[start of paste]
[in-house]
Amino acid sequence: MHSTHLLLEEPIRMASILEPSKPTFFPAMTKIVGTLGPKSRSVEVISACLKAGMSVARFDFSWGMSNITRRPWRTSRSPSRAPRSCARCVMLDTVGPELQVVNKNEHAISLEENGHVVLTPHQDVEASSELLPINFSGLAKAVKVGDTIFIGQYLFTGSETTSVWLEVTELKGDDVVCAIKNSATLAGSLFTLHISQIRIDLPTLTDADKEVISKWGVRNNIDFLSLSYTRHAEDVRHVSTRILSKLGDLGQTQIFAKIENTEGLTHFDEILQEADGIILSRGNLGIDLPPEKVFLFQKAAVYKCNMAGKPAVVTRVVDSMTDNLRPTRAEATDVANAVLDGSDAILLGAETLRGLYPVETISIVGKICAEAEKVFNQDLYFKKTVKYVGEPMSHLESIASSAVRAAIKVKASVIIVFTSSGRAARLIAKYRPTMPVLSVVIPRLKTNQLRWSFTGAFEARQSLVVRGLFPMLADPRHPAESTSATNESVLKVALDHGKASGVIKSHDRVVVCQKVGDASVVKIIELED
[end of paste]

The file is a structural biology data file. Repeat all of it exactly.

[in-house]
Amino acid sequence: MHSTHLLLEEPIRMASILEPSKPTFFPAMTKIVGTLGPKSRSVEVISACLKAGMSVARFDFSWGMSNITRRPWRTSRSPSRAPRSCARCVMLDTVGPELQVVNKNEHAISLEENGHVVLTPHQDVEASSELLPINFSGLAKAVKVGDTIFIGQYLFTGSETTSVWLEVTELKGDDVVCAIKNSATLAGSLFTLHISQIRIDLPTLTDADKEVISKWGVRNNIDFLSLSYTRHAEDVRHVSTRILSKLGDLGQTQIFAKIENTEGLTHFDEILQEADGIILSRGNLGIDLPPEKVFLFQKAAVYKCNMAGKPAVVTRVVDSMTDNLRPTRAEATDVANAVLDGSDAILLGAETLRGLYPVETISIVGKICAEAEKVFNQDLYFKKTVKYVGEPMSHLESIASSAVRAAIKVKASVIIVFTSSGRAARLIAKYRPTMPVLSVVIPRLKTNQLRWSFTGAFEARQSLVVRGLFPMLADPRHPAESTSATNESVLKVALDHGKASGVIKSHDRVVVCQKVGDASVVKIIELED